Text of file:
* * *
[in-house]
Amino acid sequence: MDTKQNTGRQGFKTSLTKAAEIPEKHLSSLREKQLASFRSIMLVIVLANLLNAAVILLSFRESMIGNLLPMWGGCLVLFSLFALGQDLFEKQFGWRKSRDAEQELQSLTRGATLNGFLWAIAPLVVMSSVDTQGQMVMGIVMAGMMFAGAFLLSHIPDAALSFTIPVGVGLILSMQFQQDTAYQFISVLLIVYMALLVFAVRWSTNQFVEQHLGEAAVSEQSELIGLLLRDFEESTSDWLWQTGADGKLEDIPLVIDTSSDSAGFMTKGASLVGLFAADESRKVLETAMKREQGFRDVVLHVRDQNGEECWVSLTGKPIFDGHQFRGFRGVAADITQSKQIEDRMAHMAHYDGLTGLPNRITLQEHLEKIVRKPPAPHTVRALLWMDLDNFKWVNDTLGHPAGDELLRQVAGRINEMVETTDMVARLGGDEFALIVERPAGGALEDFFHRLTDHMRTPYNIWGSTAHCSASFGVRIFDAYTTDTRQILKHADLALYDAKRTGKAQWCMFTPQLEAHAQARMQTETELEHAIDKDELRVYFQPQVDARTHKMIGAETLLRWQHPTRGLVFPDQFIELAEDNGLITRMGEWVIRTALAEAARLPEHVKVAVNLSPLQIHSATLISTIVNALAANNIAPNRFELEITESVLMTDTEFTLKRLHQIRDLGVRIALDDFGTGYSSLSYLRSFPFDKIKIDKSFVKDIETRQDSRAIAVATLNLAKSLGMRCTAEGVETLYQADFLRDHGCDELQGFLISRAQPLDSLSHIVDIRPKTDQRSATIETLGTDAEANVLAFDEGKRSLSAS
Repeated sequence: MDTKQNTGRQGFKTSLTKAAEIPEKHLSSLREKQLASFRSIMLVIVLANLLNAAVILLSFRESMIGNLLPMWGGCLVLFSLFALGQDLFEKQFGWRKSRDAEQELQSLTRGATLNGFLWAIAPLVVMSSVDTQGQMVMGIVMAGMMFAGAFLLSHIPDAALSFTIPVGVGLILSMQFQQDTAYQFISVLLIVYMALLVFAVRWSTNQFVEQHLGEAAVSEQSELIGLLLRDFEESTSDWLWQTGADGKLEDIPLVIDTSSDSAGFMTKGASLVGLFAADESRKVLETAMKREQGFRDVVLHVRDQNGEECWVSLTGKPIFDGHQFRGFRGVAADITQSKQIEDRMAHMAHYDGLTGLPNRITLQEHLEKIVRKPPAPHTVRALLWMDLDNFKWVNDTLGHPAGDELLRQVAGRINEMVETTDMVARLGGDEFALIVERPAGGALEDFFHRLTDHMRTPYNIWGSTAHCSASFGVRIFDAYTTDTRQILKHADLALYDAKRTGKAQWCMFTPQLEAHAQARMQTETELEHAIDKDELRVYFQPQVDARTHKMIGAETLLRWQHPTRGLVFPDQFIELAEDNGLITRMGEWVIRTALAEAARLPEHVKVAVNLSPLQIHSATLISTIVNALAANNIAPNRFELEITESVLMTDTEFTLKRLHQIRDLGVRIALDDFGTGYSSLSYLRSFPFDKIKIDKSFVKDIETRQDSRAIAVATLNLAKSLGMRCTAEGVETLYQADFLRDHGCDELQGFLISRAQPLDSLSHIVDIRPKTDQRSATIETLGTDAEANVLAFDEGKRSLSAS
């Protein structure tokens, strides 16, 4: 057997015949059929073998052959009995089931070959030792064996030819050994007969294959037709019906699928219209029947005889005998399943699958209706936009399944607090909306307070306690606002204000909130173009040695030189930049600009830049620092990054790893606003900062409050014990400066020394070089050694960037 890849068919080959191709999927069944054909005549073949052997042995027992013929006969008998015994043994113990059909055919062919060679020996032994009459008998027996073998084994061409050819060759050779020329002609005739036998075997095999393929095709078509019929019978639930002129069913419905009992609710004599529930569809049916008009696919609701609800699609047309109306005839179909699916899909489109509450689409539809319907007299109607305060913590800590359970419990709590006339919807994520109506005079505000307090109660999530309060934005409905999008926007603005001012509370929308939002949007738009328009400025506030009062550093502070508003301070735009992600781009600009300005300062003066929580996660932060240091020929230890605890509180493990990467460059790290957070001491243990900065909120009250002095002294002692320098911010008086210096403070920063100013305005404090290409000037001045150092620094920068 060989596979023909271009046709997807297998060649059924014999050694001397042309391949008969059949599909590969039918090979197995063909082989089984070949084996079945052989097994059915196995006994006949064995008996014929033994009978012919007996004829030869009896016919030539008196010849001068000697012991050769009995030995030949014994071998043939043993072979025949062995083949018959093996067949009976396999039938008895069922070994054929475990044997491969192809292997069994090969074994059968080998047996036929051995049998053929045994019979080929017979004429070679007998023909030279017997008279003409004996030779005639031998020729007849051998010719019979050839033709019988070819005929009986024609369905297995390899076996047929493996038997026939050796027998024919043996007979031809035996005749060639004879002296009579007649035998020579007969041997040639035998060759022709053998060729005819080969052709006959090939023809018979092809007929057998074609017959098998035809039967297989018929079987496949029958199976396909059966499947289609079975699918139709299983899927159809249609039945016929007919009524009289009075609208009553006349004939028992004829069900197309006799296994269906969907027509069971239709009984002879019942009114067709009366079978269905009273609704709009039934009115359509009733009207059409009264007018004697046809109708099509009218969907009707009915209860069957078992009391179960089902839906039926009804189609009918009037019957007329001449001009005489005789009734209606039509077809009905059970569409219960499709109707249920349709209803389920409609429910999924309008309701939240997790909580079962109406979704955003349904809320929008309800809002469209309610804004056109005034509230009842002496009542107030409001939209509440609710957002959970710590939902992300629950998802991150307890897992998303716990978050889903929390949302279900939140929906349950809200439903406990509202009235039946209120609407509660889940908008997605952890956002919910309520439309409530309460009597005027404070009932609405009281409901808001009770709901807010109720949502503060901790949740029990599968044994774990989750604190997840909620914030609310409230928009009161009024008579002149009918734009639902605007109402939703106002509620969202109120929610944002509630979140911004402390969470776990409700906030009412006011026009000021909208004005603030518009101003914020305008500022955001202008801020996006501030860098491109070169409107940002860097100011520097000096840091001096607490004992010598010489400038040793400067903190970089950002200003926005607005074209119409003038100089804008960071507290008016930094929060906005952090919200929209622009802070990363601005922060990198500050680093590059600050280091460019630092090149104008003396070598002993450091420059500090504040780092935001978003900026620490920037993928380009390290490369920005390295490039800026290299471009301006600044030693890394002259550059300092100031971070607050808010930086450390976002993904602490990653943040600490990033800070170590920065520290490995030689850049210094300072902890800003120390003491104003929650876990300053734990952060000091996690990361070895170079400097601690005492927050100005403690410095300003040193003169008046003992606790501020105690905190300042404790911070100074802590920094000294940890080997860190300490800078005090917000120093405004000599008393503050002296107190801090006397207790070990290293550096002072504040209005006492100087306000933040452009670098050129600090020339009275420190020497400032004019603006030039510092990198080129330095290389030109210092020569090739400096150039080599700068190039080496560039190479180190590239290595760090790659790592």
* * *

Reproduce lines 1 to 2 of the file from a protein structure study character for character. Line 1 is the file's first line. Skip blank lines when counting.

[in-house]
Amino acid sequence: MDTKQNTGRQGFKTSLTKAAEIPEKHLSSLREKQLASFRSIMLVIVLANLLNAAVILLSFRESMIGNLLPMWGGCLVLFSLFALGQDLFEKQFGWRKSRDAEQELQSLTRGATLNGFLWAIAPLVVMSSVDTQGQMVMGIVMAGMMFAGAFLLSHIPDAALSFTIPVGVGLILSMQFQQDTAYQFISVLLIVYMALLVFAVRWSTNQFVEQHLGEAAVSEQSELIGLLLRDFEESTSDWLWQTGADGKLEDIPLVIDTSSDSAGFMTKGASLVGLFAADESRKVLETAMKREQGFRDVVLHVRDQNGEECWVSLTGKPIFDGHQFRGFRGVAADITQSKQIEDRMAHMAHYDGLTGLPNRITLQEHLEKIVRKPPAPHTVRALLWMDLDNFKWVNDTLGHPAGDELLRQVAGRINEMVETTDMVARLGGDEFALIVERPAGGALEDFFHRLTDHMRTPYNIWGSTAHCSASFGVRIFDAYTTDTRQILKHADLALYDAKRTGKAQWCMFTPQLEAHAQARMQTETELEHAIDKDELRVYFQPQVDARTHKMIGAETLLRWQHPTRGLVFPDQFIELAEDNGLITRMGEWVIRTALAEAARLPEHVKVAVNLSPLQIHSATLISTIVNALAANNIAPNRFELEITESVLMTDTEFTLKRLHQIRDLGVRIALDDFGTGYSSLSYLRSFPFDKIKIDKSFVKDIETRQDSRAIAVATLNLAKSLGMRCTAEGVETLYQADFLRDHGCDELQGFLISRAQPLDSLSHIVDIRPKTDQRSATIETLGTDAEANVLAFDEGKRSLSAS